PulseLanguage Partners club pairs and shares

Organization gives TU community opportunities to learn each other’s cultures
Logan CrewsOctober 24, 2019493 min
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Photo by Jessica Garcia-Tejeda

When she was in graduate school in Monterrey, California, Gina Pham didn’t have much in common with the citizens of nearby Salinas, California, a city notorious for gang activity. But for two to three hours each week, Gina Pham and her peers sat in a room with Spanish-speaking Salinas citizens. They laughed and cried and bridged the gap, all through the power of language.

“We shared a lot in those sessions,” said Pham, 2012 Trinity graduate and now the program associate for the Center of International Engagement. “It was a way to really get learning outside the classroom. Obviously our Spanish improved, but it was a big impact of getting to know people who you would pass on the street and unless we were in this program together, we probably would have never said a word to [each other].”

After befriending international students when she was a student at Trinity herself, Pham said she cherished the opportunity to speak in Spanish to people she never would have talked to before. This is the goal of the new Language Partners club at Trinity.

Pham started Language Partners this semester with the help of some current students on I-Team, the orientation team for international students, to connect people who know a certain language with people who want to practice it. One of the activities at the last session was for one partner to give a description in the practice language and for the other to draw it out.

“Most people’s pictures were very on point with the originals,” Pham said. “It was a fun time because you would laugh about your errors where normally people would get embarrassed about their errors. It’s a more casual, fun, no-pressure, not-getting-graded-or-anything way to practice your language.”

Junior Rojan Shrestha is one of the I-Team members working with Pham in Language Partners. He was born in Nepal and moved to Mexico City when he was seven years old. There, he went to an international school with kids from over 50 countries, gaining a huge international awareness.

“I literally grew up in one of the most international environments one can grow up in, and I love having that as my background,” Shrestha said. “It means so much to me. Having this program is really cool because I’ve been surrounded by multiple languages spoken in one room.”

Shrestha said Language Partners provides anyone in the Trinity community with the opportunity to not only learn a new language but to broaden their cultural awareness through the partnerships themselves.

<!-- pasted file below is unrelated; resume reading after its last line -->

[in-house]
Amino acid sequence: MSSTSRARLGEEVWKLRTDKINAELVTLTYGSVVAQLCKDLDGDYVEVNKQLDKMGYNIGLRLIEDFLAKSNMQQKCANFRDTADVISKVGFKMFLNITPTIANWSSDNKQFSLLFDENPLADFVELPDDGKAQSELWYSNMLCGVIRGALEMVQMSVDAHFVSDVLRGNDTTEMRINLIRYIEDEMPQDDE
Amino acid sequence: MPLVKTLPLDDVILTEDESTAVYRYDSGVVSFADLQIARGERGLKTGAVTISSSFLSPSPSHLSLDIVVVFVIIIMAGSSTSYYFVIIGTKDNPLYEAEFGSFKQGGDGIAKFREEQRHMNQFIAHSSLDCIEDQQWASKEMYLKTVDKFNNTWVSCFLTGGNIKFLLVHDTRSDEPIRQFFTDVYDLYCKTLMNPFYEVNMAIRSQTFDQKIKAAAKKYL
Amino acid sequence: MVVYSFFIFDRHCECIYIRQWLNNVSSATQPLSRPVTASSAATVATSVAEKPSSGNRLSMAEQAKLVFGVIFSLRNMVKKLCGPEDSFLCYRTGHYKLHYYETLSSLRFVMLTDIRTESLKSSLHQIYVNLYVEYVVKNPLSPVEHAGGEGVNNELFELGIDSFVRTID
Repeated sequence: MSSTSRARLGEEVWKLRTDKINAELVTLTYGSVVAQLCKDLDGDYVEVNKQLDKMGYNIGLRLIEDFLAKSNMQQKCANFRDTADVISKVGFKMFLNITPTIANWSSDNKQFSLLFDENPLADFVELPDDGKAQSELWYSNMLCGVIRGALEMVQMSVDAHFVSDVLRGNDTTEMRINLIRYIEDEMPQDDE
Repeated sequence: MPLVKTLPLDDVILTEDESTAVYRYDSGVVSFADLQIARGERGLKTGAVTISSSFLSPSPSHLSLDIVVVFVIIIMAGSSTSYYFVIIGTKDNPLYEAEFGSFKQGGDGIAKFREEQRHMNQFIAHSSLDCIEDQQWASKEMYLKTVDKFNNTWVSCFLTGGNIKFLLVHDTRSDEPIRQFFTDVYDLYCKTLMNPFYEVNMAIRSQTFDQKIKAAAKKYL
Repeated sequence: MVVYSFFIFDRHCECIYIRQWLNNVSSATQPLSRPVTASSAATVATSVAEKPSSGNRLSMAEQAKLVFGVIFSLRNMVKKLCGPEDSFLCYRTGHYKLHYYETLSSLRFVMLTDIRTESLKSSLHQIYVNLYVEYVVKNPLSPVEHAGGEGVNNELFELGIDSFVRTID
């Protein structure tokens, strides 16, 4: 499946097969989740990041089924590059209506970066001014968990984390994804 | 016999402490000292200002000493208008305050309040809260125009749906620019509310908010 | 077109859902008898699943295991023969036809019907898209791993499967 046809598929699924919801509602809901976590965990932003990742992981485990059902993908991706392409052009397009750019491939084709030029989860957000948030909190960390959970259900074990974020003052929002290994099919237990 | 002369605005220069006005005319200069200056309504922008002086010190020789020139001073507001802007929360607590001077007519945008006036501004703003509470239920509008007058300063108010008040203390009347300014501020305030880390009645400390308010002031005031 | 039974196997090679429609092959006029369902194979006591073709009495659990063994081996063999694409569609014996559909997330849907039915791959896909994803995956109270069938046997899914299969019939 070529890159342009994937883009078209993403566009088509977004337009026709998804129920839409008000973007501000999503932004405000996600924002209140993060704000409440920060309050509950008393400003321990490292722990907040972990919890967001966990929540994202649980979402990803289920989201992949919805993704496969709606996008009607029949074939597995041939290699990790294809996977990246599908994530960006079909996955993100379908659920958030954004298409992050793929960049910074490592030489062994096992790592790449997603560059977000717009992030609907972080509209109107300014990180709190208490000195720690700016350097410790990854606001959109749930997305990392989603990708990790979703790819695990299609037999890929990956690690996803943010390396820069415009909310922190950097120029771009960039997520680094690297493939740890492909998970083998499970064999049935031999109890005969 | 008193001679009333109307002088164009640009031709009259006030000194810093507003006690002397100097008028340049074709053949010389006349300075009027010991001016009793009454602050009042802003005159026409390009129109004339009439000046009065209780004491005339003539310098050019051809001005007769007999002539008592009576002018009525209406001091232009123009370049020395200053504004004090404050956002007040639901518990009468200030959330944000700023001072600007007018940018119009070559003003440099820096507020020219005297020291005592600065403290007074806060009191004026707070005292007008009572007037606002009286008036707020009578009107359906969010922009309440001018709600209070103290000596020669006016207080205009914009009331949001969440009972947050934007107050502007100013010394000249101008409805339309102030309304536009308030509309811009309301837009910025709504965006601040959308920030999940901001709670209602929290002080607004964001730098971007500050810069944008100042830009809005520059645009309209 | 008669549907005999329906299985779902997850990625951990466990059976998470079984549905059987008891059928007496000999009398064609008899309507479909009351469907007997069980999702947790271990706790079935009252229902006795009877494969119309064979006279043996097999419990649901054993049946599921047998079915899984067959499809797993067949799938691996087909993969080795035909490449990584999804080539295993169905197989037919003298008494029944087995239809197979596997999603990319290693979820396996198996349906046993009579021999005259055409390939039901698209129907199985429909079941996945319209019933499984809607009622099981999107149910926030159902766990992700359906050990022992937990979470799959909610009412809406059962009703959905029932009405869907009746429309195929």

“I think what learning new languages does, it kind of opens you up to new perspectives that you weren’t expecting,” Shrestha said. “When you go on a path of trying to learn a new language, you can find so many things about not just the language itself but the culture around it, especially if you immerse yourself.”

Born in Argentina before moving to Brazil and then the United States, first-year Sol Rivas Lopes speaks Spanish, Portuguese and English, with a target language of French. She attended the first Language Partners meeting and was pleasantly surprised by the connections she made right away.

“As soon as I got there, I found somebody else that spoke Portuguese, and I was not expecting that,” Rivas Lopes said. “It was refreshing and very comforting to see that other people speak Portuguese on campus. There’s not many Brazilian or Portuguese people in San Antonio or the U.S. in general so it’s sort of a gem when you find somebody who can speak your language.”

Through activities such as question cards that generate random conversation, Pham said people are able to get out of their comfort zone. Rivas Lopes said the conversation between partners is an important part of language learning.

“It’s good to see the different accents and ways that people speak because you get used to it and it’s better because you have a more comprehensive understanding of the language too,” Rivas Lopes said. “French is not just French. There’s French from Algeria and Morocco and a lot of Central African countries that speak French, but we don’t really hear it.”

There are five more sessions of Language Partners planned for this semester and Pham said they are planning on holding five more in the spring semester.

Reflecting back on her time at Trinity, Pham remembers all the friendships she made with International students. They influenced her life in a way she wants to share with current students.

“I still talk to them to this day, and I meet them,” Pham said. “I met one of my friends in China, I met one of them in Vietnam, I can meet with them all over the world still. That is my favorite thing that I got from Trinity, and I feel like if students got a small taste of that, that’s what I hope this program can do.”

Logan Crews

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